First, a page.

Send to

Choose Destination
See comment in PubMed Commons below
J Am Chem Soc. 2002 Dec 25;124(51):15208-16.

FRET study of a trifluorophore-labeled DNAzyme.

Author information

  • 1Department of Chemistry, University of Illinois at Urbana-Champaign, Urbana, Illinois 61801, USA.


A fluorescence resonance energy transfer (FRET) study of biomolecules typically employs two fluorophores. The increasing number of branches and complexity of biomolecules call for simultaneously monitoring structures and dynamics of several branches in a single system. Furthermore, despite recent studies that show DNAzymes can be a stable and cost-effective alternative to protein and ribozymes for pharmaceutical and biotechnological applications, no FRET study of DNAzymes has been reported. Here, we describe the FRET study of a trifluorophore-labeled "8-17" DNAzyme, in which each of the three branches is labeled with a different fluorophore. From the study, we found that the (ratio)(A) method that has been commonly used in dual-fluorophore-labeled systems is also applicable to trifluorophore-labeled systems. However, while both FRET efficiency and fluorophore-to-fluorophore distance can be used to measure FRET in dual-fluorophore-labeled systems, only the average distance should be used in trifluorophore-labeled systems. The ability to monitor all three branches in a single system allowed us to reveal new metal-ion-dependent conformational changes in the DNAzyme. The trifluorophore-labeled "8-17" DNAzyme has been found to adopt a two-step folding process in the presence of Zn(2+). Each step is induced by one Zn(2+) binding, with apparent dissociation constants of 19 microM and 260 microM for binding the first and second Zn(2+), respectively. The trifluorophore FRET results are verified by a dual-labeled control experiment. The results demonstrated that the trifluorophore-labeled system is simple and yet powerful in studying complicated biomolecular structure and dynamics and is capable of revealing new sophisticated structural changes that may have functional implications.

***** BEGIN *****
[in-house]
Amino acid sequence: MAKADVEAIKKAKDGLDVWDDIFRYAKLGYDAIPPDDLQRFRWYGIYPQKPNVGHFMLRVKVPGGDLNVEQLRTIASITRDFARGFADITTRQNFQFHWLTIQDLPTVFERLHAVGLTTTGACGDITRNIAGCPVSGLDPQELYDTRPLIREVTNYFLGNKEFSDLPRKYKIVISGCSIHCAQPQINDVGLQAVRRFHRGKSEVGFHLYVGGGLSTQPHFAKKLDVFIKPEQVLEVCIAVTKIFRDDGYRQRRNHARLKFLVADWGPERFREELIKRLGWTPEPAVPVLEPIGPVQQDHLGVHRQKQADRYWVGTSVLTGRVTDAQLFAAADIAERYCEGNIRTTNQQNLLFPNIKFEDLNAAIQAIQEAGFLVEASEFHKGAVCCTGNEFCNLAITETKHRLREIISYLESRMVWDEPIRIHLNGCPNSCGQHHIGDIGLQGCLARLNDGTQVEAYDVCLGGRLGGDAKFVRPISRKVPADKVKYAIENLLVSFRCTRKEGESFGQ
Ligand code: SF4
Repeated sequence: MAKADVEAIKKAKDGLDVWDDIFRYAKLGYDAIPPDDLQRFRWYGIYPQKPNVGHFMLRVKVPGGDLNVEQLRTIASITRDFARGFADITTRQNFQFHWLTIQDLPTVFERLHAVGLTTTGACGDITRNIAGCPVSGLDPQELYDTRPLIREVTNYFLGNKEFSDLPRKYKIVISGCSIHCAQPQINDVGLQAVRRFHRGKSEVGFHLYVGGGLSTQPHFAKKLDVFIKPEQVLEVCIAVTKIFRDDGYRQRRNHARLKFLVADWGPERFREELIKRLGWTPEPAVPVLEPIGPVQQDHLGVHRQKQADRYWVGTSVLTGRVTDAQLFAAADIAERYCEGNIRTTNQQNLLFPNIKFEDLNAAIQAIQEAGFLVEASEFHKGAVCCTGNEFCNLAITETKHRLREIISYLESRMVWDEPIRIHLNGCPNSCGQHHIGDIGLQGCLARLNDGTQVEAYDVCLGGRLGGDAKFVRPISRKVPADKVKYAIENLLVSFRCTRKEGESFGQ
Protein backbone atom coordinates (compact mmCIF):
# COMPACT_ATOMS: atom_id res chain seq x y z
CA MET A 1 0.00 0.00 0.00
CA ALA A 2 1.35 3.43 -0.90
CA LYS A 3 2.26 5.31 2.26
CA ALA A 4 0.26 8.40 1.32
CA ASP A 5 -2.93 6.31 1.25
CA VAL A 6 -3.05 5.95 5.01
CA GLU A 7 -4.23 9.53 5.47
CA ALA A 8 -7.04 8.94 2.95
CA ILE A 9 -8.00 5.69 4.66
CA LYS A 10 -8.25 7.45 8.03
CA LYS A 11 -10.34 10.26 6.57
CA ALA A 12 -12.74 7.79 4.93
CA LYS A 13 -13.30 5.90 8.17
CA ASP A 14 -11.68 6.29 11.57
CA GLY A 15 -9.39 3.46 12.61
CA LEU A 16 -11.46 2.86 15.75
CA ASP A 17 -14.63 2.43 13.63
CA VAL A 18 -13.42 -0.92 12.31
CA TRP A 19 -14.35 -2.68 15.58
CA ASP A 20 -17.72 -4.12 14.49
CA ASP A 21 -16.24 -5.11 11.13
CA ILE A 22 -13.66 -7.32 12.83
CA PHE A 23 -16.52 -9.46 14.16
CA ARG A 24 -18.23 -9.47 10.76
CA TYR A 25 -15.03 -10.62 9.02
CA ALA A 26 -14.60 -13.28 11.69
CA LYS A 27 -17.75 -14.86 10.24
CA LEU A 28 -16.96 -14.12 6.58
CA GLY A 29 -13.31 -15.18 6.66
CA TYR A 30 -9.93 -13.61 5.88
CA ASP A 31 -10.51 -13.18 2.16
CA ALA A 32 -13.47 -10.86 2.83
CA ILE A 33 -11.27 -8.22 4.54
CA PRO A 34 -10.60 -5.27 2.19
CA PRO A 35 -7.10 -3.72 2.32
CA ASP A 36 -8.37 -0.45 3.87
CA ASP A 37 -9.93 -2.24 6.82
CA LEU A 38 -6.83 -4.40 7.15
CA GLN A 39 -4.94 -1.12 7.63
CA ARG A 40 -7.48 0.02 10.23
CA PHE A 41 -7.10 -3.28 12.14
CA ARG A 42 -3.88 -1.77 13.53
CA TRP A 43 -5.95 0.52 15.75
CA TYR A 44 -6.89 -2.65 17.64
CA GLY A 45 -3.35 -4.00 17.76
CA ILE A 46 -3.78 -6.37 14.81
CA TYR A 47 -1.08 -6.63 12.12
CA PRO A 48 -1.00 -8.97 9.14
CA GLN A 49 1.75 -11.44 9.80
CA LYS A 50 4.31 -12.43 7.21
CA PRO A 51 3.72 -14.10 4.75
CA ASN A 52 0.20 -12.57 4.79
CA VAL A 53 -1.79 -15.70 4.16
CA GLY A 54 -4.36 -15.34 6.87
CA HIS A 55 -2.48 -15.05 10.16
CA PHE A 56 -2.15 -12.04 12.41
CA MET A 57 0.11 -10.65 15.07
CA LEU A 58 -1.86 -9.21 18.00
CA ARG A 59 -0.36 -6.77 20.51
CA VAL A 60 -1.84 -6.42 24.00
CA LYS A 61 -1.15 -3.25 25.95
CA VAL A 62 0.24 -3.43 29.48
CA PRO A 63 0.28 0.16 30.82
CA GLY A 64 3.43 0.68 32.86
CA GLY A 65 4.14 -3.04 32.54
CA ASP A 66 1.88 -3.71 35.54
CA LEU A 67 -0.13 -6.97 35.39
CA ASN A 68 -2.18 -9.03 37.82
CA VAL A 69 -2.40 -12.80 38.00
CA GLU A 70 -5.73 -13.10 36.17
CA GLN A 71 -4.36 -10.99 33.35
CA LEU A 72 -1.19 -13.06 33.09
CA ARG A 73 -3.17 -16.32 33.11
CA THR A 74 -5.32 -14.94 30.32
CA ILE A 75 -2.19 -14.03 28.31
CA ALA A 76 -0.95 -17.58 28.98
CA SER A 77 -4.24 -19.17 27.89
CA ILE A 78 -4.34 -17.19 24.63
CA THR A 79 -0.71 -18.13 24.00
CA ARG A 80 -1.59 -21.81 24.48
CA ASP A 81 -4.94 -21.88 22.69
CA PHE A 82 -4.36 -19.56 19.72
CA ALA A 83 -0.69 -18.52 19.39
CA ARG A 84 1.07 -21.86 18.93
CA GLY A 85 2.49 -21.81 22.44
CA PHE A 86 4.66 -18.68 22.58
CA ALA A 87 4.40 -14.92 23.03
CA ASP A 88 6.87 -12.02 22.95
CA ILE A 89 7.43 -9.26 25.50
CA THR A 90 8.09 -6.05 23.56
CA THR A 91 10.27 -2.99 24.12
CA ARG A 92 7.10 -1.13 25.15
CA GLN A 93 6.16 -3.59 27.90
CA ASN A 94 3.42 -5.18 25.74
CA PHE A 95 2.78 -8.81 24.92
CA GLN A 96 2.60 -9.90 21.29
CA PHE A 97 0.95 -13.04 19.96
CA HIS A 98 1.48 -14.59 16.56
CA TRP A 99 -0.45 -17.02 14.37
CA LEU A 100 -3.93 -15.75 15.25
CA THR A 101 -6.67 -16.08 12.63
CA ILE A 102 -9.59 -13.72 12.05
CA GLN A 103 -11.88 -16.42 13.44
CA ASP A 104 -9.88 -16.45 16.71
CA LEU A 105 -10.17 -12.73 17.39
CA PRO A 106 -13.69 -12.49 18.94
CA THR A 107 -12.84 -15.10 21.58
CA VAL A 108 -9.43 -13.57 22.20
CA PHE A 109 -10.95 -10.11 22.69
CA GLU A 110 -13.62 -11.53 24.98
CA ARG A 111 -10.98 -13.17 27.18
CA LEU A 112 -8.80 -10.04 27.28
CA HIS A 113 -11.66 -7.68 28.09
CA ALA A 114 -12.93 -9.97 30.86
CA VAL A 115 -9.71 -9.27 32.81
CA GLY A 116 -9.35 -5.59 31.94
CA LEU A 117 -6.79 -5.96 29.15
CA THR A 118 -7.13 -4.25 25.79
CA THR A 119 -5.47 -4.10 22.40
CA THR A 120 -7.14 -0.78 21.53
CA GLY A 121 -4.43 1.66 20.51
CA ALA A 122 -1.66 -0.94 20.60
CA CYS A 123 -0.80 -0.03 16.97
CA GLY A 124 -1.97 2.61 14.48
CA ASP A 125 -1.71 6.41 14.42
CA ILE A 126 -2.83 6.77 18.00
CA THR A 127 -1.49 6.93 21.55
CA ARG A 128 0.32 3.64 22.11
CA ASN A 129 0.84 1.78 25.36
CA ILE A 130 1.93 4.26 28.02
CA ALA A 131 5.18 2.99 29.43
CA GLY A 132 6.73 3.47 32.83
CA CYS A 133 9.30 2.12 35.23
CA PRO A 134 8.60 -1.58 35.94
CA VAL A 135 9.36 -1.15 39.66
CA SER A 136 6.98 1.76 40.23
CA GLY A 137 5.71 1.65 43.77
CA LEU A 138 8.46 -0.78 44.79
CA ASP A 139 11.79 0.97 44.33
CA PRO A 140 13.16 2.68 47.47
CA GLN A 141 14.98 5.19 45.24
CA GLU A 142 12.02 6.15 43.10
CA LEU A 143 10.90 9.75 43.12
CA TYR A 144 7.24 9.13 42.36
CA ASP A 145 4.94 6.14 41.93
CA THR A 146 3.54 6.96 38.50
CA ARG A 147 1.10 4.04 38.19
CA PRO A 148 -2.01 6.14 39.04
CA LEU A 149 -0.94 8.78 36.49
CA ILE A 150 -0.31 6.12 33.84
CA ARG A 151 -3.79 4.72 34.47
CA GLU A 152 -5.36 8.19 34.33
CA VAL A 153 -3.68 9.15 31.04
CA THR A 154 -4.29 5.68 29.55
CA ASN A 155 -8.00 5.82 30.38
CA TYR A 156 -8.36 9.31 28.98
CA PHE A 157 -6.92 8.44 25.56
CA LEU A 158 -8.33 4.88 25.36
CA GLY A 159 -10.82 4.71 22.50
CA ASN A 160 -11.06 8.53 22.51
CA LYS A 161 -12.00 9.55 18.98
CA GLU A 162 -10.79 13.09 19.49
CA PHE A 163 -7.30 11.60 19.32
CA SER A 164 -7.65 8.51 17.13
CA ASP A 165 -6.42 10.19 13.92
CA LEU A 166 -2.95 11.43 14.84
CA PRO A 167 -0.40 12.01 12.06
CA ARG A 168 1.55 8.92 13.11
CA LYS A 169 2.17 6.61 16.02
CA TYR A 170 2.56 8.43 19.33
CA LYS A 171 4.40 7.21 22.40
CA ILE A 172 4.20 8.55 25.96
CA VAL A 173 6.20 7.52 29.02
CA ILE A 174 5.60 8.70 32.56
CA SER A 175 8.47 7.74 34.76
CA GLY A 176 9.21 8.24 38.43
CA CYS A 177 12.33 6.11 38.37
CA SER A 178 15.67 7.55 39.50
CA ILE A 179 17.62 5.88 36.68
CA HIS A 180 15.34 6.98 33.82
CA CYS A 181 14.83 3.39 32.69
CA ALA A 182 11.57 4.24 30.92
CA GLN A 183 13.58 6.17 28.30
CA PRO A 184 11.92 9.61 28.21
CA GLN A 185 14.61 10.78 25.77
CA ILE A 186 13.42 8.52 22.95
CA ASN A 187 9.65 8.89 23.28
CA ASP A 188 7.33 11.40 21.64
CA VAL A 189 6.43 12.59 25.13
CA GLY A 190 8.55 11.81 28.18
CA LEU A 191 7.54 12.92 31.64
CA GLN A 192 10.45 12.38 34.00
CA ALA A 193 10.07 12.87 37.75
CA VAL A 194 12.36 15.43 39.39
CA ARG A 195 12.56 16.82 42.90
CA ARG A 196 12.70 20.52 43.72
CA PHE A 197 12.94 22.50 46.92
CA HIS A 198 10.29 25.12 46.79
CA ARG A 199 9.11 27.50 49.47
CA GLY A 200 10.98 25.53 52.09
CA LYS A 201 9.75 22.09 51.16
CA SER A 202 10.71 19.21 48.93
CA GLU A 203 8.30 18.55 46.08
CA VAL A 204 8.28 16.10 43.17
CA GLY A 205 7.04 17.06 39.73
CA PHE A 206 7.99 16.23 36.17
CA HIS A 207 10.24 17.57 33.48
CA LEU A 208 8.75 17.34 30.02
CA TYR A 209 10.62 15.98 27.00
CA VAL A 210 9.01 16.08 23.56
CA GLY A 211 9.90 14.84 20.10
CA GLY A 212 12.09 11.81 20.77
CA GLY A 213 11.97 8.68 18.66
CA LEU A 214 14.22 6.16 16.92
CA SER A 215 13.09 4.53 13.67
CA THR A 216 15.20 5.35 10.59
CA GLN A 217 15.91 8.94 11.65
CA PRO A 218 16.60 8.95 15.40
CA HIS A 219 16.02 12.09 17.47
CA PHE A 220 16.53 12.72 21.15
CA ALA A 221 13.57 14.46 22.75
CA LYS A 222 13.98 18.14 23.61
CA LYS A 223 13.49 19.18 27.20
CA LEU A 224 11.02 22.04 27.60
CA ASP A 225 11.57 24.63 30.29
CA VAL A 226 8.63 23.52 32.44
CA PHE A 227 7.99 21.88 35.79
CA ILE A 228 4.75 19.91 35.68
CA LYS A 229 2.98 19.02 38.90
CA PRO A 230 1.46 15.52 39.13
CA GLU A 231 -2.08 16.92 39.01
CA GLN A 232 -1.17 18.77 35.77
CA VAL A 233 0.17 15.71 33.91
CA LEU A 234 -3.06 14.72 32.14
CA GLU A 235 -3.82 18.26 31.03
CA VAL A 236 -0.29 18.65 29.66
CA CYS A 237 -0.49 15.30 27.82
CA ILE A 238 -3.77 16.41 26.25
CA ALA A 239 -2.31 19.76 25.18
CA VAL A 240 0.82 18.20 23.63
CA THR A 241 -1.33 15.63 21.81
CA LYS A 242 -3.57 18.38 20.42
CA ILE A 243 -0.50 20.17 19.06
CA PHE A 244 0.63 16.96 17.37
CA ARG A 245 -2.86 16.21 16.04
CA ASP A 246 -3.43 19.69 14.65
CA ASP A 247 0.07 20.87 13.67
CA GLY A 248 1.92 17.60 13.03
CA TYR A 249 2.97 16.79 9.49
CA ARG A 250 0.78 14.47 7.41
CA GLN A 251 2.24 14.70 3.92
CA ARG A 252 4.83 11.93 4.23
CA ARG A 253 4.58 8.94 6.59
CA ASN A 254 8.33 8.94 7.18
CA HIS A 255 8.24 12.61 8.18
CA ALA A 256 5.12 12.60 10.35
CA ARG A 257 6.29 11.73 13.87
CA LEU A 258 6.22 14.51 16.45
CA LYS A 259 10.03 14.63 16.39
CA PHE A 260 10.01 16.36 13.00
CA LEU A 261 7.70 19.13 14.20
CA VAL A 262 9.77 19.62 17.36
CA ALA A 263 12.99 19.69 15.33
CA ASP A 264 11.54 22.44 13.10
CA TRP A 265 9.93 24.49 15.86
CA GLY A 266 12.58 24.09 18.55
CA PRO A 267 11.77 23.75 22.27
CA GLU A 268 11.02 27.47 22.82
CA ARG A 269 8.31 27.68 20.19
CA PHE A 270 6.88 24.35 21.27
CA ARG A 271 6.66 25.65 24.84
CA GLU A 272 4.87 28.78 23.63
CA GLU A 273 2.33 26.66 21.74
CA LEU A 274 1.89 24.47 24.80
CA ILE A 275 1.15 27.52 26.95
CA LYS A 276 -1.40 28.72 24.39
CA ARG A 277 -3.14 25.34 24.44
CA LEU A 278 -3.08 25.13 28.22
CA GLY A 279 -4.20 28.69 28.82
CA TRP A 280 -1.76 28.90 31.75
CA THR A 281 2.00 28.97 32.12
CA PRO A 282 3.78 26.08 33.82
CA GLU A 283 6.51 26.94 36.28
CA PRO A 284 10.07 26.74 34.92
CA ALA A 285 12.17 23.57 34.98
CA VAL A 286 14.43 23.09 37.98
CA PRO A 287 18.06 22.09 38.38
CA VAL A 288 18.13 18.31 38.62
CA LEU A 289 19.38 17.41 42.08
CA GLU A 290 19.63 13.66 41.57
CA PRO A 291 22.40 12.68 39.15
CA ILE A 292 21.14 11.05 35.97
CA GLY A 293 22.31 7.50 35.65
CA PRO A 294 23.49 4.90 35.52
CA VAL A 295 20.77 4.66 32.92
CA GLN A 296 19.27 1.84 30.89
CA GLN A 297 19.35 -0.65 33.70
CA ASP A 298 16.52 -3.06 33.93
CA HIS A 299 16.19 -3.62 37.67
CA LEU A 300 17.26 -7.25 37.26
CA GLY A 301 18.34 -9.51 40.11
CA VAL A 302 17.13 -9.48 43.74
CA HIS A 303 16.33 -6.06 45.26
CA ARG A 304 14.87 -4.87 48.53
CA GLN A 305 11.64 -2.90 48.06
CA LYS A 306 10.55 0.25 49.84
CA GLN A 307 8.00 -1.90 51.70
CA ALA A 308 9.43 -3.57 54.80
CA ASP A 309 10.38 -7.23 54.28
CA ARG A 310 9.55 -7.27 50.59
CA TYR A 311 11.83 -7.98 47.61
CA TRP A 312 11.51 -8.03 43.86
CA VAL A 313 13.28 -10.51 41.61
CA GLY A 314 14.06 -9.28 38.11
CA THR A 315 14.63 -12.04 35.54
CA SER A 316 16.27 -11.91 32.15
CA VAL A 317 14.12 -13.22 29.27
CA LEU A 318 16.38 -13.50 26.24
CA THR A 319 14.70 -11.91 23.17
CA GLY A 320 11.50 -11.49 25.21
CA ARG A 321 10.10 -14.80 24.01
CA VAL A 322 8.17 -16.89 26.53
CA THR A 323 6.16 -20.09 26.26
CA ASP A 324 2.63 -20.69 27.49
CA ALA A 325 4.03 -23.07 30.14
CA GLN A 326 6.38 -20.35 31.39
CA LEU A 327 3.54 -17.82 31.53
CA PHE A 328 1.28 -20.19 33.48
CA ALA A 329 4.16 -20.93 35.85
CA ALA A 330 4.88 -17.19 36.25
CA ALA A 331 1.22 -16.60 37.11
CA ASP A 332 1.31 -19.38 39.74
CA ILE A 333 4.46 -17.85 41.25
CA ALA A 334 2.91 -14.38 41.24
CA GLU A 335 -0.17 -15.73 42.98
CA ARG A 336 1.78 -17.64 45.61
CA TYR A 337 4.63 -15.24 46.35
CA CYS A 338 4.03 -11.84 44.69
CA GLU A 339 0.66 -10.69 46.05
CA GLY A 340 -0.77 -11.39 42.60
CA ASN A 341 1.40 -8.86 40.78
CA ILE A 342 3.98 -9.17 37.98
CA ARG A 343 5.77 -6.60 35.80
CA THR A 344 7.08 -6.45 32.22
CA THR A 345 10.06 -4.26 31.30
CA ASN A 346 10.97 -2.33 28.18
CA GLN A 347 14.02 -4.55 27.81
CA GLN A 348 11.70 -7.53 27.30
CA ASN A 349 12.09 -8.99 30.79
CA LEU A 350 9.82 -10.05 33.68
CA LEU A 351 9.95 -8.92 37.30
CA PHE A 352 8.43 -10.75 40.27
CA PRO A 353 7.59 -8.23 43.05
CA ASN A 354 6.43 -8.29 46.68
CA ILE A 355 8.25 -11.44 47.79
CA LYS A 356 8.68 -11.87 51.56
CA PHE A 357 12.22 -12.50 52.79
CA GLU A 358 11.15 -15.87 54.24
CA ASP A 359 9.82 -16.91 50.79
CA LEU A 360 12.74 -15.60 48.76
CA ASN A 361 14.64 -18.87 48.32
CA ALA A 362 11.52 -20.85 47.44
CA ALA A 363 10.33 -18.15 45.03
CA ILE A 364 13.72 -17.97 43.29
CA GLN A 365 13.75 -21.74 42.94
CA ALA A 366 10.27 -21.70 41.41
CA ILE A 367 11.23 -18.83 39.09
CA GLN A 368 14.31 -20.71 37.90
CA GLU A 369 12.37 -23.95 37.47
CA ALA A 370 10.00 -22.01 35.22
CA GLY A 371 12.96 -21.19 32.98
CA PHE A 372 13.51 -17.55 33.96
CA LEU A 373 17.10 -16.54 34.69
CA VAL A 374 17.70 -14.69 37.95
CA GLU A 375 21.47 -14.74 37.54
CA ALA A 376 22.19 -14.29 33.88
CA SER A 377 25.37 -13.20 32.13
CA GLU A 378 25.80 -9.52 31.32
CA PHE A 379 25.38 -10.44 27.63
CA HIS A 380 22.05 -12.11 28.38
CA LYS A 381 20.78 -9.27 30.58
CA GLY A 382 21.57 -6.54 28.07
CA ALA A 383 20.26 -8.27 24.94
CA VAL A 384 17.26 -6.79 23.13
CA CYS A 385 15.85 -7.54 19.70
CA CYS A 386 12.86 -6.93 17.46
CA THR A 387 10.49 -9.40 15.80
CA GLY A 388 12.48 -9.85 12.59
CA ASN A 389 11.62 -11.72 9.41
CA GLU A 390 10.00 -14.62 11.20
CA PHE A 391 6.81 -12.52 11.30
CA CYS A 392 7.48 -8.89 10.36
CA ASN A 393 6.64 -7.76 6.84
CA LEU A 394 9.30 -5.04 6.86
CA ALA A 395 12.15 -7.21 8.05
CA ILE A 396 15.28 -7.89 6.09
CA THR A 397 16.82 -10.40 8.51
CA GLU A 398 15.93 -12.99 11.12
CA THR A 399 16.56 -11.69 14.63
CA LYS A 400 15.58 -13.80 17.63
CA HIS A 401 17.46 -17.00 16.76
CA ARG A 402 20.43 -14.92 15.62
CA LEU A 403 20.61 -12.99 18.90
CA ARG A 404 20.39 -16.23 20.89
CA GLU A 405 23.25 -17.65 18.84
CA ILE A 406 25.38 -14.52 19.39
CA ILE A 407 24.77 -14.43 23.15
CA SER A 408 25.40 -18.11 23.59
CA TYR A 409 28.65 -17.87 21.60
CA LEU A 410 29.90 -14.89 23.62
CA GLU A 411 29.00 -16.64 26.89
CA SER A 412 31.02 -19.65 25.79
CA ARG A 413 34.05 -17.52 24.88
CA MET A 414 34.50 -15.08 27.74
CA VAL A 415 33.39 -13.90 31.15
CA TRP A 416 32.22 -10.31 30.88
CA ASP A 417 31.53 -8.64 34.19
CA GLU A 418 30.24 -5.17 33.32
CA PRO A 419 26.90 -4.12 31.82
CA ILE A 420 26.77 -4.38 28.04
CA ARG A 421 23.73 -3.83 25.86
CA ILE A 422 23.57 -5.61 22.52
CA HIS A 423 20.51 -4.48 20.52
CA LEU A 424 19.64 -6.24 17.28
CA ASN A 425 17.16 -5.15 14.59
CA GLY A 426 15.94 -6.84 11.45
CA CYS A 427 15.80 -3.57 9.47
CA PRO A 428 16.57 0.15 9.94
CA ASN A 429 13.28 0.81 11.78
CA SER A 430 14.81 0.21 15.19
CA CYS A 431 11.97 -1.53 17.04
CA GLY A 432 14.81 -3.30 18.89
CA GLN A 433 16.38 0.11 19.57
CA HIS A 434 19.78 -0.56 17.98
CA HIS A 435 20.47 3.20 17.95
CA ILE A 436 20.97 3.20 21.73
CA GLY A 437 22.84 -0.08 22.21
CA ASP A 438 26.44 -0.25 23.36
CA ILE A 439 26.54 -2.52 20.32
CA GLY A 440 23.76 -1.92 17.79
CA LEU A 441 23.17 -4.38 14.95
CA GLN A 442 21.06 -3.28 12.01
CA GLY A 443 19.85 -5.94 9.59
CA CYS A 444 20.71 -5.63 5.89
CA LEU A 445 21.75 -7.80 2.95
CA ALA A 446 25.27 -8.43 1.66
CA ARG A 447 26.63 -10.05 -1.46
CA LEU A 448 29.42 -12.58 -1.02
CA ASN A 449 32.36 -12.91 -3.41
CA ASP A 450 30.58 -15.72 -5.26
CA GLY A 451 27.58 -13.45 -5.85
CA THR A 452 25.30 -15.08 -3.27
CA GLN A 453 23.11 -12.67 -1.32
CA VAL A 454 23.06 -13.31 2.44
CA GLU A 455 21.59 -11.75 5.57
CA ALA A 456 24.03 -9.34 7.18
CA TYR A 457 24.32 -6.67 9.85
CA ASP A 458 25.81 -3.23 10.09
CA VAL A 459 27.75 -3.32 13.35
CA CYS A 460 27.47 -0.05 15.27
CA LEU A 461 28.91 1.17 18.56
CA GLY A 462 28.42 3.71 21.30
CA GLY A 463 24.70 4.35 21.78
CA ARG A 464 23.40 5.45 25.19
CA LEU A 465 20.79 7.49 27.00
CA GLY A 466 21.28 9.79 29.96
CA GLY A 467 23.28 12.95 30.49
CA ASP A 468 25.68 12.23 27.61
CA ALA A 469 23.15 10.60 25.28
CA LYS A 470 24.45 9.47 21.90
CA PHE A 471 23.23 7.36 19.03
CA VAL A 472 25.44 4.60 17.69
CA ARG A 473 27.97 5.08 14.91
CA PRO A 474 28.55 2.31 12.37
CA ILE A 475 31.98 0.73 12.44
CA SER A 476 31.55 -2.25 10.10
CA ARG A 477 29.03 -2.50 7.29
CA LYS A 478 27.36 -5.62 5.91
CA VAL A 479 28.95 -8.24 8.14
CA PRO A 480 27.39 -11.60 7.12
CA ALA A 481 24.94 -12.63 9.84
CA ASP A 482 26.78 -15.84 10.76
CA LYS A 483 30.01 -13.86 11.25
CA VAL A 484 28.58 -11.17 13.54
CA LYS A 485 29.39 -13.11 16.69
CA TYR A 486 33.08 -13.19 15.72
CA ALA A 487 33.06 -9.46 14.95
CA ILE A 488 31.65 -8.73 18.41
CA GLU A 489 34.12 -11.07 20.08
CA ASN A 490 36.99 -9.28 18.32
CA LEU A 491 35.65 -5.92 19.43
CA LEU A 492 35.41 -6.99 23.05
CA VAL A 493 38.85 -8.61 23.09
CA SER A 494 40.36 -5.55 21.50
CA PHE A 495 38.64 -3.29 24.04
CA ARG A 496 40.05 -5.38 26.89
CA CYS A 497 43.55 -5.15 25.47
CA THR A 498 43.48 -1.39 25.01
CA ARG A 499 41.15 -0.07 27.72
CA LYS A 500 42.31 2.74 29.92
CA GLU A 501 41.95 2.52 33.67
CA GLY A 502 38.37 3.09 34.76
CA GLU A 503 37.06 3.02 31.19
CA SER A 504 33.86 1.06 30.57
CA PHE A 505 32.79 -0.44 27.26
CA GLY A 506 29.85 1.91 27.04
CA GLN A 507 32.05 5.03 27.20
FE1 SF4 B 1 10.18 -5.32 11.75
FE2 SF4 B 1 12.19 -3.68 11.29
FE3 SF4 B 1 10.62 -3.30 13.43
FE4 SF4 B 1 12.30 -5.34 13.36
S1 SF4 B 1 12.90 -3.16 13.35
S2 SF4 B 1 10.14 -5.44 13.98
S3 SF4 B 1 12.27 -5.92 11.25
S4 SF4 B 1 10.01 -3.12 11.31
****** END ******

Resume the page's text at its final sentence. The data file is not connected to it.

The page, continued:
[PubMed - indexed for MEDLINE]
PubMed Commons home

PubMed Commons

How to join PubMed Commons

    Supplemental Content

    Full text links

    Icon for American Chemical Society
    Loading ...
    Write to the Help Desk